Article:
Fifty years ago, April 28, 1971, a clandestine, counterintelligence program of the Federal Bureau of Investigation, code-named COINTELPRO, in secret operation from 1956 until 1971, was abruptly terminated. Assistant FBI Director Charles Brennan, head of the Domestic Intelligence Division, realized that release of stolen FBI memoranda from the Media, PA office would compromise the illegal undercover program.
“To afford additional security to our sensitive techniques and operations, it is recommended the COINTELPROS operated by the Domestic Intelligence Division be discontinued.”
“These programs involve a variety of sensitive intelligence techniques and disruptive activities which are afforded close supervision at the Seat of Government. They have been carefully supervised with all actions being afforded prior Bureau approval and an effort has been made to avoid engaging in harassment. Although successful over the years, it is felt they should now be discontinued for security reasons because of their sensitivity.”
“In exceptional instances where counterintelligence is warranted, it will be considered on a highly selective individual basis with tight procedures to insure absolute security.”
The next day, J. Edgar Hoover sent out a short directive to FBI field offices. “Effective immediately, all COINTELPROs operated by this Bureau are discontinued.”
One of Brennan’s priority duties as head of the Domestic Intelligence Division, which he aggressively pursued, was directing counterintelligence operations under COINTELPRO. Brennan was determined to break the Black Panther Party which J. Edgar Hoover had declared was the number one threat to domestic security. Brennan no doubt hated having to pull the plug on his primary weapon, COINTELPRO.
The summer before, just two weeks after Brennan had been promoted to head Domestic Intelligence, he was ramrodding COINTELPRO operations. Brennan would later testify to a Senate committee. The Church Committee, with ten Senators present, convened to question Charles Brennan about illegal FBI activities. Brennan said he became chief of the Domestic Intelligence Division in August 1970. Brennan did not tell the Senators he was part of a conspiracy to withhold a report on the identity of Omaha Patrolman Larry Minard’s killer that same month in order to make a case against Poindexter and Rice.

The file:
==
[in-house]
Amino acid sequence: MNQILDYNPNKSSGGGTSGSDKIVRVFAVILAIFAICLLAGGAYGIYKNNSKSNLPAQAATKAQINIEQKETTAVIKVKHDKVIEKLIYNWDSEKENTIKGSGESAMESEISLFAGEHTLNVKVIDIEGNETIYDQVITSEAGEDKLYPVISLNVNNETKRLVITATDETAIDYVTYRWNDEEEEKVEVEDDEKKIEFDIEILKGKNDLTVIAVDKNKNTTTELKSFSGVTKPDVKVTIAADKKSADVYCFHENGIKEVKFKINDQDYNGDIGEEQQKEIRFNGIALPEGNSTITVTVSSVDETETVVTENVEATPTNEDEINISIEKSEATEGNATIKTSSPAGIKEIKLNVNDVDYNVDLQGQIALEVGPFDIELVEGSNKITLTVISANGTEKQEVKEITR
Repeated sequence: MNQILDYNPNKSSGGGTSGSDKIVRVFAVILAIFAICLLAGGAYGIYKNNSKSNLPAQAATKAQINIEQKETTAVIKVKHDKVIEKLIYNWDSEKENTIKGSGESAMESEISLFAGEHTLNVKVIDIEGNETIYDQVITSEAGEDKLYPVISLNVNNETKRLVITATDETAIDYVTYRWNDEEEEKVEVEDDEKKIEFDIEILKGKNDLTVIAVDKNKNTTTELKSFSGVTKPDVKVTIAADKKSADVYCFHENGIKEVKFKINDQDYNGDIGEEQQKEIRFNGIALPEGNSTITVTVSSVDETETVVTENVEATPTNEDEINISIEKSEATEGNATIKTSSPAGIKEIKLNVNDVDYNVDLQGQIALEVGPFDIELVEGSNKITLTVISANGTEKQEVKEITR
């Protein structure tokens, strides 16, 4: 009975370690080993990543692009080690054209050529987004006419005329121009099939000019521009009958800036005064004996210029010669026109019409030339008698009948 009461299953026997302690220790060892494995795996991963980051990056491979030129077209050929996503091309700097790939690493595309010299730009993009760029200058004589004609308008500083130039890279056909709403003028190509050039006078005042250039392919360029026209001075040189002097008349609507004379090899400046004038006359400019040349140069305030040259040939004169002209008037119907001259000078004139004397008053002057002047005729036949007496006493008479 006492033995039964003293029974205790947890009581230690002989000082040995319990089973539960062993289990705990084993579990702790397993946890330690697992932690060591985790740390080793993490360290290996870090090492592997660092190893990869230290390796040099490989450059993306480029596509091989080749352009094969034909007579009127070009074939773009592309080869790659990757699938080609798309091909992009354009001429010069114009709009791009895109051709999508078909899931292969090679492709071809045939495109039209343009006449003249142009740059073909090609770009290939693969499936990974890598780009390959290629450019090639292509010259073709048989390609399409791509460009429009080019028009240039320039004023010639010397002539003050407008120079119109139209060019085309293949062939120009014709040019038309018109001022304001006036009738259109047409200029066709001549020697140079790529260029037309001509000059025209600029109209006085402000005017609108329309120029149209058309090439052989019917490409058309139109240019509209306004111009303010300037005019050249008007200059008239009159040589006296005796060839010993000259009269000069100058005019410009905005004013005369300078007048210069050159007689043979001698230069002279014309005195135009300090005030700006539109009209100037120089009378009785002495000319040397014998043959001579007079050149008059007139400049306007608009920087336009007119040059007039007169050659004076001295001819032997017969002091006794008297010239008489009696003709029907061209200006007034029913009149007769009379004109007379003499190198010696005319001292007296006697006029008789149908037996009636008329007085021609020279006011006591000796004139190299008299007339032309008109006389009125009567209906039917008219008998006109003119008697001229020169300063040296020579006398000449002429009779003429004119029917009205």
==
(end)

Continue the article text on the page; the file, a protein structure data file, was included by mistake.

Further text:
Brennan was asked if there was “a program of intensification” of investigations beginning August 1970. Brennan admitted Domestic Intelligence did intensify counterintelligence operations.
Brennan was asked if the intensification concerned J. Edgar Hoover over abridgment of individual liberties. Brennan replied, “He hadn’t demonstrated a previous concern of this nature in the past.”
During Brennan’s intensification campaign, on August 17, 1970, at 2:07 a.m., Omaha police received a 911 emergency telephone call from a male who spoke in a deep gravely voice that a woman was screaming at 2867 Ohio Street, a vacant house. Eight policemen responded. While officers searched a tremendous, blinding flash and deafening blast shook the silent neighborhood and ripped through the walls of the vacant house killing Patrolman Larry Minard.